Onboarding is your first opportunity to integrate and enable your employees. It starts much earlier than you think and lasts a lot longer than is traditionally believed. In fact, onboarding begins the moment a candidate accepts an offer and it can take up to 12 months for a new hire to be reaching full potential. It’s a long game, but the positive impact great onboarding can have is far-reaching. It helps:
- Increase employee engagement
- Lower attrition rates
- Build concrete trust
- Improve company culture
- Foster strong relationships
- Bolster your employer brand
- Increase productivity and performance.
Onboarding is like a secret weapon for continued success. So, how do we ensure that employees are getting the best introduction possible?
Keep your onboarding process simple
Changing jobs ranks as one of the biggest stresses in our lives. The last thing you want to do is overwhelm new starters with excessive amounts of admin or leave them completely alone to their own devices. There is a balance to strike. Remember the classic 4 Cs of Onboarding:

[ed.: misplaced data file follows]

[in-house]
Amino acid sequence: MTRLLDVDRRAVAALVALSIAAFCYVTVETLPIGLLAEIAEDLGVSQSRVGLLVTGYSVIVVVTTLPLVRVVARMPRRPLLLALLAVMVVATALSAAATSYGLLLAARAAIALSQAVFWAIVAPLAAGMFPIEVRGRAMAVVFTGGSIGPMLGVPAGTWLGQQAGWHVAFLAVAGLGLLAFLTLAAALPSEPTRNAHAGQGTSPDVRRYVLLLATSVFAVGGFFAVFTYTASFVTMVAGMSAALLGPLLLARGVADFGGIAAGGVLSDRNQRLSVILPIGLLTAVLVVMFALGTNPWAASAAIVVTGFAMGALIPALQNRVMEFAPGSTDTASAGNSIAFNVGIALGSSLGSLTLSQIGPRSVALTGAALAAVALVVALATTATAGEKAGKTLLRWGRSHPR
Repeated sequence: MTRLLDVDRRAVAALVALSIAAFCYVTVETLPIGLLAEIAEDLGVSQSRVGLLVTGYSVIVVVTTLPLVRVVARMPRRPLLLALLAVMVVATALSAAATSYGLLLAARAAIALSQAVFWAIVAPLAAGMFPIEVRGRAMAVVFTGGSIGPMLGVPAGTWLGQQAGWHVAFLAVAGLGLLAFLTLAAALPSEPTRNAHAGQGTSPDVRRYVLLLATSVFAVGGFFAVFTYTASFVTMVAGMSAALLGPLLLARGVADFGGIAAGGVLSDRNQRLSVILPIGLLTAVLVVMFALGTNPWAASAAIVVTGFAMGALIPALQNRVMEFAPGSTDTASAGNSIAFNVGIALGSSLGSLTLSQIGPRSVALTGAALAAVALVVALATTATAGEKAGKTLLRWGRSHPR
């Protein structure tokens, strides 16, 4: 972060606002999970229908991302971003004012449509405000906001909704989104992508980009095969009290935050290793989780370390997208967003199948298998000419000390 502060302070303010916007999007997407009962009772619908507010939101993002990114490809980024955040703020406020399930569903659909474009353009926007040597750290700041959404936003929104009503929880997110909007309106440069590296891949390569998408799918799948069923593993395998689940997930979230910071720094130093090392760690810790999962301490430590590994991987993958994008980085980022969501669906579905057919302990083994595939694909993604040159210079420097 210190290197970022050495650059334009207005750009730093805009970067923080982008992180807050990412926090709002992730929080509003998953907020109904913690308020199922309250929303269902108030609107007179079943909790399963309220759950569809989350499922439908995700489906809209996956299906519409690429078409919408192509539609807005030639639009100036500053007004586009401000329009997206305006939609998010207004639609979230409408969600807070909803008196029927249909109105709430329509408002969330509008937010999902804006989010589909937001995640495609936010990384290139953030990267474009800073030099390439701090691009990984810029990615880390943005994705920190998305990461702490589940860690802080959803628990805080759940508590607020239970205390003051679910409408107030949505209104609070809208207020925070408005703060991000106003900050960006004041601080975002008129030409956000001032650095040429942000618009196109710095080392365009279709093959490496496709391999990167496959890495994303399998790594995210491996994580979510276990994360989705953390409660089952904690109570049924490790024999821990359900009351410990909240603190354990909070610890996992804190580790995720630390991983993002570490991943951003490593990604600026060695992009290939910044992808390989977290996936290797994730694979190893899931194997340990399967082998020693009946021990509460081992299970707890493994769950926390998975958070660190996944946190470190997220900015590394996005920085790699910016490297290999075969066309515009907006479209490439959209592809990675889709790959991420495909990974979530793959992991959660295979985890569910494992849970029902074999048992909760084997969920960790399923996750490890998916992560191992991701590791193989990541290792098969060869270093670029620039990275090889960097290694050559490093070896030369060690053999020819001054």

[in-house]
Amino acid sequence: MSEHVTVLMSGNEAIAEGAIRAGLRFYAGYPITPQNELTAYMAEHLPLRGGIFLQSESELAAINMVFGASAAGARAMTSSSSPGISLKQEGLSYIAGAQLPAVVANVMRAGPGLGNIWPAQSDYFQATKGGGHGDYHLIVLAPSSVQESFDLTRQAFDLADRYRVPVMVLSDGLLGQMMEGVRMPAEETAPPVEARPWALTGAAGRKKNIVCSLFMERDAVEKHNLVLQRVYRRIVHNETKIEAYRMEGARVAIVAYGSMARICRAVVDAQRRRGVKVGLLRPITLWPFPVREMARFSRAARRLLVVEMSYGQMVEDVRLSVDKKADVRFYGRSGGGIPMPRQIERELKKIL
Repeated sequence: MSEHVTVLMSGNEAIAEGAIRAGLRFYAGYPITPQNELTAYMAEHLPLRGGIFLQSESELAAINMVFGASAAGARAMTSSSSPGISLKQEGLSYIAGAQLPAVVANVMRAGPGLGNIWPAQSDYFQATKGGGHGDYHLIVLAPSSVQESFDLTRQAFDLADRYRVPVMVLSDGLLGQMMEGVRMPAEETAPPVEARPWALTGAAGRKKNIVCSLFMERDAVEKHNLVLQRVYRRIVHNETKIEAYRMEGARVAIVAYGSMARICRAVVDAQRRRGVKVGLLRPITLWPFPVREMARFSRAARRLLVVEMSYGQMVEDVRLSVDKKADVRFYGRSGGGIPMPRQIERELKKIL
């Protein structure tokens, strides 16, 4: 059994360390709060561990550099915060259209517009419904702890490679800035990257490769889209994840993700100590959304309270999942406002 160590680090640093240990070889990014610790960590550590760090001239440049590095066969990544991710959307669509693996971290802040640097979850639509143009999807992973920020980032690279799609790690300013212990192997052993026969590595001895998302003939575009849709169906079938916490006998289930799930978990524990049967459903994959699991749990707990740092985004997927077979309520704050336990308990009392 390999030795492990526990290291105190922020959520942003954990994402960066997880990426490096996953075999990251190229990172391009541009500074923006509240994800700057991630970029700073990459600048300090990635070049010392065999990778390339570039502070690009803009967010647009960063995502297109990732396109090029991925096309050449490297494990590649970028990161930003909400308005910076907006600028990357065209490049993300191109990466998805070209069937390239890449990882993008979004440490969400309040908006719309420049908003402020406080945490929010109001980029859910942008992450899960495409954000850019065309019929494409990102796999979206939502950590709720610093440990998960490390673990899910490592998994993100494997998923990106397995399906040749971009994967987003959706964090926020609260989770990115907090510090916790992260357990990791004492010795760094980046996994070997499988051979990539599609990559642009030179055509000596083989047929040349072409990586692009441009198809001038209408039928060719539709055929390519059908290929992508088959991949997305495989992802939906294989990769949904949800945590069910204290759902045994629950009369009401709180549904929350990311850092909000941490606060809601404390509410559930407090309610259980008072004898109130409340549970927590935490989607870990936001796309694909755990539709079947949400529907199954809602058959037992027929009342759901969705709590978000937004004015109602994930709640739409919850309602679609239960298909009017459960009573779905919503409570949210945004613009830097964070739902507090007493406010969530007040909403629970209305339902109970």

Every company has unique processes, but the above structure should still permeate every onboarding program. Ensure new hires understand the company, its policies, and idiosyncrasies. Is their role clearly defined? Invest time in introducing them to the culture – maybe there are clubs or societies, for example, or ‘watercooler’ style Slack channels that could be of interest. Build relationships and help new hires network. Give them the time, space, and support to find their feet. Most employees will have the same concerns when joining a new company, so anticipating these can lead to a smoother transition.
SocialTalent has just the training to help you onboard better. Get in-touch with us today.
Get the company involved in onboarding